Curb Sugar Cravings With These Spices
Curb Sugar Cravings with these Immune Boosting Herbs and Spices
For as long as I can remember, I’ve always been a heavy spice user. I love the heat that spices such as ginger and cayenne pepper add to dishes. I also love warming spices, such as cinnamon, nutmeg, and cloves that signify the beginning of fall. Is there anything better than the smell of spices harmonizing together in the kitchen?
During my first sugar detox, I discovered a new reason to love spices - they really add a taste profile that satisfies your sweet cravings instead of sugar! Spices, such as cinnamon, fenugreek, turmeric, and ginger can give your brain the illusion that it’s having something sweet without the blood sugar spike. In fact, the spices listed below have actually been proven to lower blood glucose levels. My favorite way to incorporate herbs and spices is into tea, and chai tea is the ultimate indulgence! If you’re thinking about doing the 21-Day Sugar Detox, or if you simply want to boost your immune system this winter while adding flavor and excitement to your meals, read on and get creative with your spices!
1. Cinnamon: Cinnamon is one of the oldest spices known. The bark contains oils that are abundant in antioxidantsand anti-inflammatory compounds. Polyphenols (potent anti-inflammatory compounds found in plants) are found in cinnamon. These polyphenols help reduce sugar cravings by controlling blood sugar levels, as well as minimizing insulin’s response. Not to mention, the flavor of cinnamon creates a taste effect that makes you think you’re eating something sweet. My favorite ways to use cinnamon: in gluten-free oats, chia pudding, granola, smoothies, Middle Eastern dishes and chai tea (see recipe below!).
2. Fenugreek: This beautiful herb is used in Ayurvedic and Chinese medicine to cool inflammation and metabolic disorders, helping with constipation and stomach upset. It’s rich in minerals and antioxidants, making it a great addition to any kitchen pantry. Many studies have also shown that consuming fenugreek seeds can lower fasting blood glucose levels. Fenugreek has a somewhat bitter taste that diminishes when cooked. This herb tastes great in tea blends, as well as in Indian and Middle Eastern dishes.
3. Turmeric: Turmeric is a prized anti-inflammatory used extensively in Ayurvedic medicine. The well-studied active polyphenol found in turmeric, called curcumin, is shown to reverse insulin resistance and hyperglycemia. Curcumin is what gives turmeric its yellow pigment, and demonstrates significant anti-inflammatory activity - comparable to those of potent prescription and over-the-counter drugs. Curcumin’s antioxidant actions repair cellular damage and heal the lining of the colon. I love incorporating turmeric powder into this amazingly simple and delicious turmeric paste recipe from Farmacopia to make golden milk. I’ll also add turmeric to salmon, curries, and sauces, and fresh turmeric root in my chai tea.
4. Cloves: This flowering bud of the clove tree has blood sugar regulating and anti-inflammatory properties. The anti-inflammatory component quercetin is a flavonoid that’s effective at treating seasonal allergies as well as shortening the length of colds. This powerful plant pigment plays a vital role in regulating the immune system’s response to outside stressors (such as illness, lack of sleep, long work hours, and exposure to toxins). Eugenol is another antioxidant compound derived from cloves and also helps with inflammation as well as stomach upset. To utilize cloves, try adding them in tea spice blends, sauces, and stews.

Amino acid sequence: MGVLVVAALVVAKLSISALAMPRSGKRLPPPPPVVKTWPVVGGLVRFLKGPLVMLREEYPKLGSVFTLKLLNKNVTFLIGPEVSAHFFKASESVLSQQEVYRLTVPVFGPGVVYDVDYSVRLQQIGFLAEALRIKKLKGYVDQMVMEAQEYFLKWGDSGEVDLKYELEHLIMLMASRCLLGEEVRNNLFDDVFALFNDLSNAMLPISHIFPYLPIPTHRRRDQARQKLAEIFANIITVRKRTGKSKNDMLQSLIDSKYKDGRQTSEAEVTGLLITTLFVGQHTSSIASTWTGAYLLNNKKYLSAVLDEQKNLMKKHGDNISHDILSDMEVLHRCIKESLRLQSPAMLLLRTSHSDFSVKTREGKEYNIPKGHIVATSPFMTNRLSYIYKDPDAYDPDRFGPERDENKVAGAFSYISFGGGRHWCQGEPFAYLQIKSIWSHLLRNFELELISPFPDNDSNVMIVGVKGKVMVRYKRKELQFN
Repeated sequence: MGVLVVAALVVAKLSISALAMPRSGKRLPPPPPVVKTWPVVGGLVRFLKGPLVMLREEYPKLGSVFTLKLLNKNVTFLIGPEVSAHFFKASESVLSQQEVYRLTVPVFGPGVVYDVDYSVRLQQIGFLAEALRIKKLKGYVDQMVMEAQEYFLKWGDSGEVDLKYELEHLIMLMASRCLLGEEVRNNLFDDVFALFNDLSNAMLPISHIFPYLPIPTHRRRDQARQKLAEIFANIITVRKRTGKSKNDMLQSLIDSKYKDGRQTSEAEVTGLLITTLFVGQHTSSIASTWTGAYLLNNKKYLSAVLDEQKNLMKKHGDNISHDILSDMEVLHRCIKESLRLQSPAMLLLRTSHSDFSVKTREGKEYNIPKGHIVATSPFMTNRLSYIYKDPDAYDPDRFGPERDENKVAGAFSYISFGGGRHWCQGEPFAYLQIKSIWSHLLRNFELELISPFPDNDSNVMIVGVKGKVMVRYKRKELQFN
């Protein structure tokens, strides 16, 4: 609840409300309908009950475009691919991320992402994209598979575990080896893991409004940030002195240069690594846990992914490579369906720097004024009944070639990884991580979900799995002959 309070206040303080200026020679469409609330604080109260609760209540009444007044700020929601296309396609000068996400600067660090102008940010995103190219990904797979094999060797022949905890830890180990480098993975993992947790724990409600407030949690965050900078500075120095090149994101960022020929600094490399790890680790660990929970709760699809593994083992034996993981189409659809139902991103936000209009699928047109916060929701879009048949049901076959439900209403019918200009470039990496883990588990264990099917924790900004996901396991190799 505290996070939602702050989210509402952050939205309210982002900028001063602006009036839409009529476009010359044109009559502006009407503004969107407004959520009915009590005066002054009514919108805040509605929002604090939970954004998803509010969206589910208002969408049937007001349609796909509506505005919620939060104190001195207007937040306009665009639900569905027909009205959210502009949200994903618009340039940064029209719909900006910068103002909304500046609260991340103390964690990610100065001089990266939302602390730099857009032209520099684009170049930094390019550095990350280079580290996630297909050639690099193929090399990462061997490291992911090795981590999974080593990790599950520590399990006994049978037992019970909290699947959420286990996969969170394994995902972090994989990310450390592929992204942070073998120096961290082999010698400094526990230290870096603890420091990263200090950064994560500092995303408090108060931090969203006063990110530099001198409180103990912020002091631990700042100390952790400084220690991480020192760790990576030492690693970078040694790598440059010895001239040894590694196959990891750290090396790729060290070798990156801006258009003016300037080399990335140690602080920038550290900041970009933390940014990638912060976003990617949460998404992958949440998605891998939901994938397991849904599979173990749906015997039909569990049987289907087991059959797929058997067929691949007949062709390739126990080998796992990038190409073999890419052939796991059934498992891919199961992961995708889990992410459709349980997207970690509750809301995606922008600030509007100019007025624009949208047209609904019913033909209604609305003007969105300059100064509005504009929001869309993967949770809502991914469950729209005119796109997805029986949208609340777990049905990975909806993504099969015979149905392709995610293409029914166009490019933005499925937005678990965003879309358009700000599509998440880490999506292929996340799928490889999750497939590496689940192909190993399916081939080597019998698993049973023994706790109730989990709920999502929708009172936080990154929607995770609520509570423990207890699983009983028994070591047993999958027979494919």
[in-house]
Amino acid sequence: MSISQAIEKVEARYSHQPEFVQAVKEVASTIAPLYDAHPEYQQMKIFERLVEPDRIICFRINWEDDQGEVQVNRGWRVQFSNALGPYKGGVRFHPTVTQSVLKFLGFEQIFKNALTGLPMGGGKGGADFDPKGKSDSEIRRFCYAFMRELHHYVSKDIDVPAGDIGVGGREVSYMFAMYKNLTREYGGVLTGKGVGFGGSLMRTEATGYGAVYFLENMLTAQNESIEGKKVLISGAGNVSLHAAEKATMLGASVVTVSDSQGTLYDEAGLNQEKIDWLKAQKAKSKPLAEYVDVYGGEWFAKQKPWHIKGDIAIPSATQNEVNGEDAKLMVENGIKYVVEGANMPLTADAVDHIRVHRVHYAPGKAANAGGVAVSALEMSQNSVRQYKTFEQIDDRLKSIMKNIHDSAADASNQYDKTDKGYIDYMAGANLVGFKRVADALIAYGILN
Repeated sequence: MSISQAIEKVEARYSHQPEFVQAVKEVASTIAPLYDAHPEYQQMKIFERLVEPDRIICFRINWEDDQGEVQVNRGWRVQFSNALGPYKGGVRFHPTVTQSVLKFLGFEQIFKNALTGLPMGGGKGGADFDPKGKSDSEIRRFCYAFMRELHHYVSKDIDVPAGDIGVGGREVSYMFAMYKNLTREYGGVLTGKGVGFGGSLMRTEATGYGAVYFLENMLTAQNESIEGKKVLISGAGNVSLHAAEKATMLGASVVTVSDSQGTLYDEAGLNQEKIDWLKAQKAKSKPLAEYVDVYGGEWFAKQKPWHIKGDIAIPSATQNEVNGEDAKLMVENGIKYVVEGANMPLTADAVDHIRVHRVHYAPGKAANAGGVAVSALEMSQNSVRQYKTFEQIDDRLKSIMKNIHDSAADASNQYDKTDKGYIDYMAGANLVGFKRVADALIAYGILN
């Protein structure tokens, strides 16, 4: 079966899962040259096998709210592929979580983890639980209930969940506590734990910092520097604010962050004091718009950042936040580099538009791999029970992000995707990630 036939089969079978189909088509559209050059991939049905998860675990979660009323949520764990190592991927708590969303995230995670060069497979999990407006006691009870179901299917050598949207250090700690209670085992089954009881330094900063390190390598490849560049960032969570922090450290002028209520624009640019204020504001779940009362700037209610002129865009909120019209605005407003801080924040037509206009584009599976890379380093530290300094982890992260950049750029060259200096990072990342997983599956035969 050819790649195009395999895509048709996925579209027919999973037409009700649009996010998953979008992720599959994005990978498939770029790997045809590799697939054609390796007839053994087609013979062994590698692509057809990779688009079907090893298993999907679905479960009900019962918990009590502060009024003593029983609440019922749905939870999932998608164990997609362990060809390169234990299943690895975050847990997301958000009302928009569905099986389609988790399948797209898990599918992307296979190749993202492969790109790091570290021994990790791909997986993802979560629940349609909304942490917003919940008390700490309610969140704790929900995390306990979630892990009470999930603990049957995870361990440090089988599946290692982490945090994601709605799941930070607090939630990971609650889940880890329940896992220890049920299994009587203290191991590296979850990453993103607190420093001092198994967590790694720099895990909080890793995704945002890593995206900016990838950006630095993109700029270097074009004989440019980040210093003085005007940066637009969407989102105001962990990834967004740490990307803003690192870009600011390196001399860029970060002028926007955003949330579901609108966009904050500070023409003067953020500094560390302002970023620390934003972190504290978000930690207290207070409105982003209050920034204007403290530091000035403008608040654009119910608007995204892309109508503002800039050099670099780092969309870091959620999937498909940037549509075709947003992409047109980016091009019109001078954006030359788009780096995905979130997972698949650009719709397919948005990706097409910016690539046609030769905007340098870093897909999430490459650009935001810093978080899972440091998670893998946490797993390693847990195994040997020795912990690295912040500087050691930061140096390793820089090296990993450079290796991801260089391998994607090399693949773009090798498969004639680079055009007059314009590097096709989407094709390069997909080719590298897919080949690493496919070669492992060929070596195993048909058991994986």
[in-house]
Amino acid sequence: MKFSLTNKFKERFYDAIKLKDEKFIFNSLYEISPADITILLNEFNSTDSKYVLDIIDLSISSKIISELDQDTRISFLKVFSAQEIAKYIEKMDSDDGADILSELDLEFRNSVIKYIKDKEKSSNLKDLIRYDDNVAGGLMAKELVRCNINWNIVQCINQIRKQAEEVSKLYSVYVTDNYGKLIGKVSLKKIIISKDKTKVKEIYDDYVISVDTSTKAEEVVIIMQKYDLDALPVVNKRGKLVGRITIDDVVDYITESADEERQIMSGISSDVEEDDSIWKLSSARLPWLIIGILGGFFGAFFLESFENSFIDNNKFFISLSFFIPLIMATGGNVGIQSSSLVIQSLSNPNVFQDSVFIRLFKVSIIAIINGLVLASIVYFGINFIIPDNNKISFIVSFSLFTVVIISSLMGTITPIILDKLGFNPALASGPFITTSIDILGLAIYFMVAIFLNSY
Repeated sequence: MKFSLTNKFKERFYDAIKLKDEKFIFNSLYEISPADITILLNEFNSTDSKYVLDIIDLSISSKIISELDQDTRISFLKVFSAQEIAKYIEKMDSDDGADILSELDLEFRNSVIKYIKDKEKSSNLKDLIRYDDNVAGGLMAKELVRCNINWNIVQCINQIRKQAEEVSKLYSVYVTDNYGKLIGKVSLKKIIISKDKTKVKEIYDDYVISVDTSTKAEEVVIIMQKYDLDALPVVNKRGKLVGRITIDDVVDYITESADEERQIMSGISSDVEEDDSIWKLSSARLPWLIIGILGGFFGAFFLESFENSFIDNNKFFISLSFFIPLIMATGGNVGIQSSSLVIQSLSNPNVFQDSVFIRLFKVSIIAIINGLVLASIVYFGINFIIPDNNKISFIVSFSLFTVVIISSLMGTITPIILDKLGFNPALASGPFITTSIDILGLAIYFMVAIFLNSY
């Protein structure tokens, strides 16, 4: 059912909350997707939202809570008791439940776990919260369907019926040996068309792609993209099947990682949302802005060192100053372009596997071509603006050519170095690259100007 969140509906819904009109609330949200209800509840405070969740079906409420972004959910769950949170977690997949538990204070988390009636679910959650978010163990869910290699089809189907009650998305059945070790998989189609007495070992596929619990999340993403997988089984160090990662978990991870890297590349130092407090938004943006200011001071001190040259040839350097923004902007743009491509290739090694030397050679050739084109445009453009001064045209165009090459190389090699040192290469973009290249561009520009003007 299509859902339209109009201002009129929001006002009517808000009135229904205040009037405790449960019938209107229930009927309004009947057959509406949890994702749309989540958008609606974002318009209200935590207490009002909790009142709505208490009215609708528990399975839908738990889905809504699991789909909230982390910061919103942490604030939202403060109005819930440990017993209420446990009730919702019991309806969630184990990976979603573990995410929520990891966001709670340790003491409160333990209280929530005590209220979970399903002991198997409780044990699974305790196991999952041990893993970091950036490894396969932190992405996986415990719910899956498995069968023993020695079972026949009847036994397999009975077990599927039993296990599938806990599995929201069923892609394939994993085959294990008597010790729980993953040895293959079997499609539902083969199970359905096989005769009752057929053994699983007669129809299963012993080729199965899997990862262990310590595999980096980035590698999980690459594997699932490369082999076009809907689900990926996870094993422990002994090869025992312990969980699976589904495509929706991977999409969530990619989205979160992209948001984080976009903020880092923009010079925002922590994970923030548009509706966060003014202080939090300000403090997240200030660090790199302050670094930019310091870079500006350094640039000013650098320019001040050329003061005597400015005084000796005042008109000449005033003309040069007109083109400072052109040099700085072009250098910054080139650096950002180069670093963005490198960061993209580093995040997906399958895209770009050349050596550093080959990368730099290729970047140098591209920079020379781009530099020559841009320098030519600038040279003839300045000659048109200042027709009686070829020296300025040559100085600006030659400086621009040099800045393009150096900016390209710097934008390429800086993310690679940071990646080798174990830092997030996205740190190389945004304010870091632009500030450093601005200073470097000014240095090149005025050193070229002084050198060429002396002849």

5. Ginger - Ginger is considered a palate cleanser that helps fight the urge for something sweet. It boasts a taste that’s fragrant, pungent, and hot. Ginger has long been known to alleviate gastrointestinal distress. This spice also stimulates digestion, helps detoxify your organs, and contains very potent anti-inflammatory compounds called gingerols. I love using ginger fresh when possible, as the taste is superior to dried and powdered ginger. Ginger is excellent in smoothies, tea, stir fries, and curries. It’s an absolute must in my chai recipe!
6. Cayenne pepper - Cayenne, or red pepper, can actually vary in color from purple to orange. Varieties can range from moderate to very spicy. Cayenne is packed with nutrients, including vitamin C and carotene. The active component, capsaicin, is well recognized as a digestive aid; it stimulates the body to burn fat and increases metabolism. If you have a cold or sinus infection, try using cayenne pepper with ginger to simulate mucus secretion. Cayenne makes a great spice for chili or curry. Try it on top of hot cocoa or my Masala Chai Recipe for a Mexican flair.
Rooibos Masala Chai Tea:
Servings: About 8 cups
8 cups filtered water
4-5 cinnamon sticks
2-inch piece of ginger root, peeled and thinly sliced
2-inch piece of turmeric root, peeled and thinly sliced
4 teaspoons whole cloves
6-8 astragalus root pieces
1 1/2 teaspoons black peppercorns
10 green cardamom pods, rolled gently between your fingers
5 star anise pieces
4 teaspoons red rooibos loose leaf tea (for a caffeinated version, opt for black tea instead)
Optional: cayenne pepper
Place loose tea leaves in a tea ball. In a medium-size saucepan, bring water to a boil. Add the spices, and herbs. Remove from heat, add the tea ball, cover, and let steep for 30-45 minutes. Strain tea with cheese cloth or a fine mesh strainer into a bowl or glass jar/container. Serve tea hot with your choice of milk (I like full fat coconut milk in mine). Store leftover tea in a glass jar in the fridge. To add a bit of heat to your chai latte, try sprinkling some cayenne pepper on top!
Bauman, E. & Friedlander, J. (2016). Therapeutic nutrition part 1. Penngrove, CA: Bauman College
Murray, M. & Pizzorno, J. (2005). The encyclopedia of healing foods. New York, NY: Atria Books